Most lures designed for shore jigging technique are intended to be used with an assist single hook attached to them, but the smaller ones are usually used with treble hooks instead. Assist hooks for jigs can be bought, and some of the best hook manufacturers, such as Owner, do have them in stock. If you’re feeling particularly adventurous, you can even try tying them yourself.

A couple of extra items that can come in handy while shore jigging include a nice pair of gloves and a net with a long handle for landing the fish.

Try this technique on your next fishing vacation and I promise you’ll have a lot of fun with it. If you have any additional questions regarding this under-hyped yet amazing fishing technique, let me know in the comment section below!

Comments (13)
  • Jason

    Nov 17, 2019

    Great post, thanks sean! I was just wondering what kind of approx depths near shoreline would your article be assuming? I live in a peninsular country (not naming) where the waters are quite shallow near shore. We do go on boat jigging sessions almost every month possible, where it can get to depths of upto 70m max, so you can easily imagine the depths near shoreline. I just have always been skeptical of trying jigging on shore. Just because bait fishing (on rocky shores) have always been successful for small to medium sized fishes.
    Nevertheless, assuming the shallow depths I am talking about, would you mind suggesting the weight/kind of jigs I could possibly use over here?

    • Reply icon


      Nov 18, 2019

      Hi Jason,

      Thanks for getting in touch.

      I’m afraid I can’t give any real advice on types or weights of jigs without knowing what you’d be fishing for.

      What I can tell you is that shore jigging is most effective in waters at least 10-15 meters deep. Ideally, you’d be fishing from rocky outcrops, jetties, or other hard structure near deep water. If the sea near you is too shallow, you can always try jigging from harbor walls instead.

      I hope that helps. Sorry I can’t be more specific.

      Tight lines!

  • Thomas

    Feb 10, 2019

    Very interesting article! We will visit Croatia in May (area around Zadar). Is it possible to shore jig there?
    Best regards

    • Reply icon


      Feb 15, 2019

      Hey Tom,

      Thanks for reading.

      Yes, you will be able to shore jig around Zadar. Just make sure to select an approved location. Recreational fishing is prohibited in harbors, ports and public beaches from May 1st until October 1st.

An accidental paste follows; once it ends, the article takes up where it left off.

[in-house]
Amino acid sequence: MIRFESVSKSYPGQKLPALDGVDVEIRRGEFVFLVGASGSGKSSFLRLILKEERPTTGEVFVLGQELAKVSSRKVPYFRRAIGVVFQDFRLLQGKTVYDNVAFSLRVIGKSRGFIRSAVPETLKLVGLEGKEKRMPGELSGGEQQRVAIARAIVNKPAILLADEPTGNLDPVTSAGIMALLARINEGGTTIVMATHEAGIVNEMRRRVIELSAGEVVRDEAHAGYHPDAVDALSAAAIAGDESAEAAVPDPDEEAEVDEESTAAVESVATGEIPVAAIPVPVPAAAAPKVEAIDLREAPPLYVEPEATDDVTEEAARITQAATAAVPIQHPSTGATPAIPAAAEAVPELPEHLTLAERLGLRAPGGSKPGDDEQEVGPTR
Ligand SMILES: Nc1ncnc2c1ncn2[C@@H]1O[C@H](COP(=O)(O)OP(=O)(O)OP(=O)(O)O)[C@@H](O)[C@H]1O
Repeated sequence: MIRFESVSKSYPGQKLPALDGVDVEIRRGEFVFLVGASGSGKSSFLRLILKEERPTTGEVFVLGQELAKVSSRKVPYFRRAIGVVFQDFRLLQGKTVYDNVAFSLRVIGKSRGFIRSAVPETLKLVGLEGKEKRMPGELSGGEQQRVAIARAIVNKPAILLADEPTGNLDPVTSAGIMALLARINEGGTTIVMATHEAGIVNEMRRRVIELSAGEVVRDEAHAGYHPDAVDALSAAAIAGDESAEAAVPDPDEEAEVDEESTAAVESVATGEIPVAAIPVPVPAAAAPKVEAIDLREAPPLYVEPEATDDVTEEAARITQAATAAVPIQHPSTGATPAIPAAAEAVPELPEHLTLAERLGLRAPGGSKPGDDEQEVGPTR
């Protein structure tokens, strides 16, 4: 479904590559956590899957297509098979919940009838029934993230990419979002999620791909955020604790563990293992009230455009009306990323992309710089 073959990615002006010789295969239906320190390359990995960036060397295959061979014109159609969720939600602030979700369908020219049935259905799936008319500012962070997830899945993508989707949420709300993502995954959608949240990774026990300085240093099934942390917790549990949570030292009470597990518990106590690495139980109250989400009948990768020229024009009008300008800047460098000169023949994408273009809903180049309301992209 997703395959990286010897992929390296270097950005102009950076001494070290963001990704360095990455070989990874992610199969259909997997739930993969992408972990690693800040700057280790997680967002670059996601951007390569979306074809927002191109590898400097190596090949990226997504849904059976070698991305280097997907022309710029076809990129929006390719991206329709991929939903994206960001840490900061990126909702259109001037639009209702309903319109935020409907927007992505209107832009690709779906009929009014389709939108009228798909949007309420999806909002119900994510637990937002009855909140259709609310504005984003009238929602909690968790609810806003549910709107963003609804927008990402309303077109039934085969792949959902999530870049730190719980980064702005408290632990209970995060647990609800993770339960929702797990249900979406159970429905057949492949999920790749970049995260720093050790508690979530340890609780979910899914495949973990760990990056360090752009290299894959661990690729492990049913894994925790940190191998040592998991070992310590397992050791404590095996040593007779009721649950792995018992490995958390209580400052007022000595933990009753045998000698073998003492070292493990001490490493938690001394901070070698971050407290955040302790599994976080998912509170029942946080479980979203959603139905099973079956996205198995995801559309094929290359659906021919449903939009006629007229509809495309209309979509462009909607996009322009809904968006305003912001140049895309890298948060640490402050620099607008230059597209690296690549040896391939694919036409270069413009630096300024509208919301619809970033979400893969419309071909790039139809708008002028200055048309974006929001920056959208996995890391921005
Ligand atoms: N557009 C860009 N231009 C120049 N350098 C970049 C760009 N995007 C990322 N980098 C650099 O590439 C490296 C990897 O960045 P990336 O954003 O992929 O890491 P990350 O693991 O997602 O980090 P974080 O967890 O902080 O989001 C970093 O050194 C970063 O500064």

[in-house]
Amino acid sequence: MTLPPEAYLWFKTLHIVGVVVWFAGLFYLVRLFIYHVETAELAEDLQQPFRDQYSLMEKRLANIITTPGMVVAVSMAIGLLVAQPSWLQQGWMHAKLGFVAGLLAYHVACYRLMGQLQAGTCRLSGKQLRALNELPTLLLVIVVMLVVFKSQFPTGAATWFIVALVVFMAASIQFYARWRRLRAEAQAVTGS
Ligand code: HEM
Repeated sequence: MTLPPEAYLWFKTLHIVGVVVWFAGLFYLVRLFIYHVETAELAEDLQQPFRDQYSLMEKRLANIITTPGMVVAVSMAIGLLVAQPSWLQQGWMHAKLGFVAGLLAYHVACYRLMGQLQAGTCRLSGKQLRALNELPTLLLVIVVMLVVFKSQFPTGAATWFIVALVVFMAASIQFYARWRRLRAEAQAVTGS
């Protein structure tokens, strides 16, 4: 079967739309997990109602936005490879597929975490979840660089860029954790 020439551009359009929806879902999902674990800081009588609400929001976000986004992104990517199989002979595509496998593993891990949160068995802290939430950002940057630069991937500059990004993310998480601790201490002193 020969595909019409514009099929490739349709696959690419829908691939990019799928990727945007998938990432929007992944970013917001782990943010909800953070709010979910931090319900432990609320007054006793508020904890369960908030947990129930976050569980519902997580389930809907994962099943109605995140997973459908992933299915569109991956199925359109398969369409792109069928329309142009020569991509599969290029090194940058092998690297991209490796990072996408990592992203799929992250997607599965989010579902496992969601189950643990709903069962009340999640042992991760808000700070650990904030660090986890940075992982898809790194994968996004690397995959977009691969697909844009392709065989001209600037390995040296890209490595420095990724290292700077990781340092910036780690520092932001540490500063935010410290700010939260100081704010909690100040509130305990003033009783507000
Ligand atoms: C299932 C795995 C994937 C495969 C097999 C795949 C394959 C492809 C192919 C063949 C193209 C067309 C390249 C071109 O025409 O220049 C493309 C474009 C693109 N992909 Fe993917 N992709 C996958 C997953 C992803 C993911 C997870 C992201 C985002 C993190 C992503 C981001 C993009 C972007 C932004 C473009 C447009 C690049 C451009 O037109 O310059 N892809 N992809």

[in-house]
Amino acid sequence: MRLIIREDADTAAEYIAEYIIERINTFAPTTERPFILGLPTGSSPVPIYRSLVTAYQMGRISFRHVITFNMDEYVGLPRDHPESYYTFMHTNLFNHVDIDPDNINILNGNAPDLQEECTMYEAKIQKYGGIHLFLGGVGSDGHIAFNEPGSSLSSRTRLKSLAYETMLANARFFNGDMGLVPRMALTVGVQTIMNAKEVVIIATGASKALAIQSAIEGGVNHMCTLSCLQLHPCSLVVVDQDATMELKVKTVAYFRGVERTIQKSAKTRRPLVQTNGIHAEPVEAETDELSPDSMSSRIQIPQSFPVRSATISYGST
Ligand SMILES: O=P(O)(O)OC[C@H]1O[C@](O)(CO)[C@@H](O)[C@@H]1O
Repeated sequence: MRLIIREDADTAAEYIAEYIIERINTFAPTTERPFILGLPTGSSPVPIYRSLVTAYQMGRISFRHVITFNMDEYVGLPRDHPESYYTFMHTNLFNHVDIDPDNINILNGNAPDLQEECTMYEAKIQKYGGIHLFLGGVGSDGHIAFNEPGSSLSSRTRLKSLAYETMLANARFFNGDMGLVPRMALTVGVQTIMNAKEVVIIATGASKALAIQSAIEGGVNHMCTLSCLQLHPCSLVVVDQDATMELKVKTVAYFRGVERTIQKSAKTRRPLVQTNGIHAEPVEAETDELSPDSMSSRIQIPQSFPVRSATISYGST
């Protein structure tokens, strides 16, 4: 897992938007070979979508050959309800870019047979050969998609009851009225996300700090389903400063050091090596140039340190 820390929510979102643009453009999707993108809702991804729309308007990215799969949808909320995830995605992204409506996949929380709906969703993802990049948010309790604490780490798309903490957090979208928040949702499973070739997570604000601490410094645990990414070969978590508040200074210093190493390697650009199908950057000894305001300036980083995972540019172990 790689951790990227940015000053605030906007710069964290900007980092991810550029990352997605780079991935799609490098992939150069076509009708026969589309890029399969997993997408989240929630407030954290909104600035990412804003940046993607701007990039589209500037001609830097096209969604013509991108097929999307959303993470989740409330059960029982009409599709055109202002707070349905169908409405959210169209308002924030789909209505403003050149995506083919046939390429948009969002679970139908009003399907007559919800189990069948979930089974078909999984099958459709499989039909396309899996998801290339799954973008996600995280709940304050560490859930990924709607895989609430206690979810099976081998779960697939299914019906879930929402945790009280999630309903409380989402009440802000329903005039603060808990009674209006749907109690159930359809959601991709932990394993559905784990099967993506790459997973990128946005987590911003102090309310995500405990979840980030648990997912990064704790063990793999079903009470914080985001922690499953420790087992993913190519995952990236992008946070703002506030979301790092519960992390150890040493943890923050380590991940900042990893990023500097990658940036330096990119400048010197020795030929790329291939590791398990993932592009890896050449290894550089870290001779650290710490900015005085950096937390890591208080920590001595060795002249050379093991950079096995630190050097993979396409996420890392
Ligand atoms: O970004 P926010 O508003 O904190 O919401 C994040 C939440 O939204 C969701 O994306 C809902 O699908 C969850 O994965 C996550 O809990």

I would advise checking with the local sport fishing authorities for the best information. You can contact the Croatian Sportfishing Association through this link.

      Their website sadly doesn’t have an English version, but there is an email address and a phone number on the top and bottom of the page.

      I hope you’ll find this helpful.

      Have a great day!

  • Fish

    May 11, 2017

    I go for shore jigging especially on windy days when l can not cast my other minnow lures well. I have jigs from 7gr to 40gr in my box and l try to use as many as l can. It’s a great fun. I love it!

  • Tom Eisenbart

    Apr 24, 2017

    Wow, great tutorial, and photos.

    My wife will be teaching a watercolor workshop May 3rd-12th in Cavtat, Croatia. My two adult sons will also be going, helping, and traveling. I will be joining after the 12th for a less working portion of the trip. We are from Oregon and enjoy fishing, and crabbing. We have experience jigging for bottom fishes here, and it looks like bringing some metal baits along would be a good idea for this area. The marine environment looks wonderful from the photos I have seen. I was thinking of renting a kayak with the guys, exploring a bit, and maybe catching some dinner.

    Not sure if all the fish from your photos are common to the Cavtat area?, and what you might suggest targeting while using the kayaks for this time of year?


    • Reply icon


      Apr 25, 2017


      It sounds like you are going to have a wonderful trip! The photos in this post give a good idea of the fish you are likely to catch, with Small Snapper/ Dentex, Bonito, Bluefish and Leerfish (Garrick) all being possibilities. Let us know how it goes!


  • John G. Sandakan

    Apr 22, 2017

    I prefer use Ultralight Tackle. Mainline braid 6lbs, Rod 6lbs, Reel 1000 (Drag 3kg) and jig weight 10-20g. Most of the time, i uses silver jigs during bright days and pinkish, fluoro-ish and blueish jig during cloudy…

  • Michael

    Sep 3, 2016

    I like shore jigging

  • yusuf

    Dec 24, 2014

    Well the problem with shore jigging is that it is addictive game when you master it ;). It is also most of the time more effective than bait fishing because you can catch all different kinds of fish such as grouper, amberjack, barracuda, bonito, all different kinds of travelly etc. For me I prefer to go for shore jigging than going with my brother on the boat!

    Anyway if you are using small jigs from 30 to 45 grams it is better to use law stretch 25lb nylon lines especially if your targeting small to mid size fish from my personal experience it works very very well. There are some very decent lines such as daiwa and other japanese brands that will meet your needs and theyre alot cheaper than braid and they do the job. Just go out there and attach a good florocarbon leader and let your jig sink to the bottom and try all different techniques 😉

  • Raul

    Oct 21, 2014

    I would change the point for casting…

    • Reply icon


      Oct 22, 2014

      Hi Raul,

      What in particular would you change?

      As far as techniques go, shore jigging is definitely more customizable than most. What’s your experience with it?

  • Dexter

    Jul 25, 2014

    The problem with this is on rocky shores it gets tangled along the rocks I used to do this for a very short while. What happened it got caught 2 lures in less than 30 mins. I stopped this way of fishing.